Indeed, the Iraqi president recently launched the construction of a new temple in Baghdad for the Sabaeans. Also called Mandeans, they are the lone remnant of Gnosticism, a competitor to early Christianity fought by the church as a heresy. But a high-ranking cleric in Baghdad, Sheik Khalaf Abu Zaydoon, said its practices today show Islamic influence, except for emphasizing baptism in worship in honor of John the Baptist as a prophet. The Sabaean General Affairs Council credited Hussein for a 50 million dinar donation to their magazine, Mandean Horizons, reported Religion News Service in September.
The Mennonite delegation visited the Protestant Evangelical Church of Baghdad, a Syrian Orthodox church and a Chaldean Catholic church. “It is clear that they are not free to win new converts to the faith, but they spoke uniformly of having the freedom to worship,” Byler said. “They all raised the issue of sanctions with us.”
The elders at the 400-family evangelical church told the visitors that they have had trouble paying the pastor a full salary. The likelihood of war, evident even last May, added to their sense of foreboding, Byler said. The handful of Protestant churches in Iraq often use the label “evangelical”; they tend to be Presbyterian (or Reformed) in tradition, according to the Middle East Reformed Fellowship.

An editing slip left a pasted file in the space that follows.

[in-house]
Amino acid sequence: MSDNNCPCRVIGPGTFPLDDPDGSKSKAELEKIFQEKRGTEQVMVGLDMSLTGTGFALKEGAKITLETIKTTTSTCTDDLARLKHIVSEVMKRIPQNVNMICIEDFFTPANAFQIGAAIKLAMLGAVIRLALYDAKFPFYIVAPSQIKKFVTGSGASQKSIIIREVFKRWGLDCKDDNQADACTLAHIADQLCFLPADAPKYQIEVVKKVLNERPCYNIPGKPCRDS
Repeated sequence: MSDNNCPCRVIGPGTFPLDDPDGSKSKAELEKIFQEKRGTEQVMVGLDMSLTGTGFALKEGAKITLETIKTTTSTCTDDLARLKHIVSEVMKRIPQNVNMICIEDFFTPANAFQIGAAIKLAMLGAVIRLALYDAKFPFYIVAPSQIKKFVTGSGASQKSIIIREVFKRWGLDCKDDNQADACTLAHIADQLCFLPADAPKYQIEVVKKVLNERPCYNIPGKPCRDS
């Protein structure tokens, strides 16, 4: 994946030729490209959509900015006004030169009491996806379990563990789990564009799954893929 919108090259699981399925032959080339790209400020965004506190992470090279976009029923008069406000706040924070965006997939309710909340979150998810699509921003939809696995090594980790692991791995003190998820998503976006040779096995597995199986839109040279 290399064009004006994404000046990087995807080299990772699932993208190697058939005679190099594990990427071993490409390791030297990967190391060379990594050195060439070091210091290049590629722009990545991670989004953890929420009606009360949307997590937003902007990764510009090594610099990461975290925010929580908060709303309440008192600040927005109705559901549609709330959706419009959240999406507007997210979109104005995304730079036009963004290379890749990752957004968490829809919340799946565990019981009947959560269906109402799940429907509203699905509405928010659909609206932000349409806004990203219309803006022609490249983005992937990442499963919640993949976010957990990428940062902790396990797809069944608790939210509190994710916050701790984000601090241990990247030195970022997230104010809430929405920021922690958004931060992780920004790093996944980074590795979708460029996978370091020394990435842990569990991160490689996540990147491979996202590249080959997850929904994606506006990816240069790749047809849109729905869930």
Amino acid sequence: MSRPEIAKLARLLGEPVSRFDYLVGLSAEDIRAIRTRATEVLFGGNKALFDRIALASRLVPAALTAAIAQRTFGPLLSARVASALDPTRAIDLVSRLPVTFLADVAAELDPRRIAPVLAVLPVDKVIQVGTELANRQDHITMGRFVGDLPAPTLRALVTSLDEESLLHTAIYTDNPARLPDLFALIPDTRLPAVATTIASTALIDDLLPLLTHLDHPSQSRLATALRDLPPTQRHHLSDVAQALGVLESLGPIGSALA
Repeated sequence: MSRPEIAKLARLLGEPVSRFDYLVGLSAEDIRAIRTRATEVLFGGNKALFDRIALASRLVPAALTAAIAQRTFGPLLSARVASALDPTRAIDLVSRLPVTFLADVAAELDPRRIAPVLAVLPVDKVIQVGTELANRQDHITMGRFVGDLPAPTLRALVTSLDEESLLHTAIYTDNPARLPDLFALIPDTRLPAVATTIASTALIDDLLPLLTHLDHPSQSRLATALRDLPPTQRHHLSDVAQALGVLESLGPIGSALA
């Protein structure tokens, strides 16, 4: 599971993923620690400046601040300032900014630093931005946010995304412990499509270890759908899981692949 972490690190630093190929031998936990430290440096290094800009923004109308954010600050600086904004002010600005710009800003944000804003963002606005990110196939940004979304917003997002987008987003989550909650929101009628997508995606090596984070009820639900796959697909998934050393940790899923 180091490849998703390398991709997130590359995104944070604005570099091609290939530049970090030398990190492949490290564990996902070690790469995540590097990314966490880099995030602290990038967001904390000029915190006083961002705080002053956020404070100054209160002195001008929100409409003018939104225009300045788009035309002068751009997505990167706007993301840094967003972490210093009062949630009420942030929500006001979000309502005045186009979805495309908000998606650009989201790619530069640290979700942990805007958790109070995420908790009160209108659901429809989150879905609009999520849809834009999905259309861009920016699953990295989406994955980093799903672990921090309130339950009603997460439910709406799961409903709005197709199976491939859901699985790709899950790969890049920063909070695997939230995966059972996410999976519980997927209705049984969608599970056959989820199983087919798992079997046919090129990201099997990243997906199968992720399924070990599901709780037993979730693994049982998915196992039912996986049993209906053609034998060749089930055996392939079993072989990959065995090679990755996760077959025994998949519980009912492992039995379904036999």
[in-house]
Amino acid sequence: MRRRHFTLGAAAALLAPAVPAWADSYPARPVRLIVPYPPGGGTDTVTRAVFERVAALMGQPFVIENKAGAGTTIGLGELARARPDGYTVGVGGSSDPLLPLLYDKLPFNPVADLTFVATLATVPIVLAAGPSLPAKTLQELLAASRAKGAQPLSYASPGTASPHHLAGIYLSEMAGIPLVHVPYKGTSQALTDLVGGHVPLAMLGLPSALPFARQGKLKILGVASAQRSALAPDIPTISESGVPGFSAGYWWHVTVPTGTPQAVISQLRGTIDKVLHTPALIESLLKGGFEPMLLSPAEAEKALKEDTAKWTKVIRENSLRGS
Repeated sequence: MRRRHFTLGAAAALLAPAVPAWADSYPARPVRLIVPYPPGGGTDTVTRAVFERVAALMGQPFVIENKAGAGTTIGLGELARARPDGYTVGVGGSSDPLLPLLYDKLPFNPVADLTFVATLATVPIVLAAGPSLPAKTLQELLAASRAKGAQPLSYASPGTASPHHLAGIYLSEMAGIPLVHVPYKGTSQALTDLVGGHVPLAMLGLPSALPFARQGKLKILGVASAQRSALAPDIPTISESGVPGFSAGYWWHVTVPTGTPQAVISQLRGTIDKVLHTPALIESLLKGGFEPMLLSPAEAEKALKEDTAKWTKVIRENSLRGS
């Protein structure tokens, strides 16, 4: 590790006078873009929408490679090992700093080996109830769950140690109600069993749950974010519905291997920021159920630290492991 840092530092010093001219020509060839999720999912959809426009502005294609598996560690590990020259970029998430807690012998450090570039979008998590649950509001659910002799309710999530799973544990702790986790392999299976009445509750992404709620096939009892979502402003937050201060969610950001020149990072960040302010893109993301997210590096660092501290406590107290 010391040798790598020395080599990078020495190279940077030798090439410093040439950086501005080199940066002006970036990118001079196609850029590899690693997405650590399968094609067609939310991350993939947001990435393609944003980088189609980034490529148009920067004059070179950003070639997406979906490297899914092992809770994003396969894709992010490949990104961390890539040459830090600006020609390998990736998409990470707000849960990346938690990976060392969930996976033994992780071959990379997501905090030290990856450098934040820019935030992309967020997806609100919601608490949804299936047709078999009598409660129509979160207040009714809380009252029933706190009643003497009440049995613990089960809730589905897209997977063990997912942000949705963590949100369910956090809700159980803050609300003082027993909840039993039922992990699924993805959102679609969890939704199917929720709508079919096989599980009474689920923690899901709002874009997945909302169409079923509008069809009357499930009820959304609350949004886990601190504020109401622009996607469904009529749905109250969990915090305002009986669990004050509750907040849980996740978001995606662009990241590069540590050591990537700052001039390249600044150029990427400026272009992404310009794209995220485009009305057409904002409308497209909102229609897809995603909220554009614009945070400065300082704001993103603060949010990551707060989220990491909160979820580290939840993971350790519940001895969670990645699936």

Five Presbyterian churches in Iraq have registered as the Presbyterian National General Assembly, according to a booklet on Iraq updated by the Presbyterian Church (U.S.A.). Several PCUSA delegations have made solidarity visits to churches there. In the booklet, Mike Nahal, relief coordinator of the Middle East Council of Churches, told of a Christian named Shawki, a trained nurse with a family, who lost his job in a hospital in Mosul, an Iraq city in the north where much of the Christian population lives.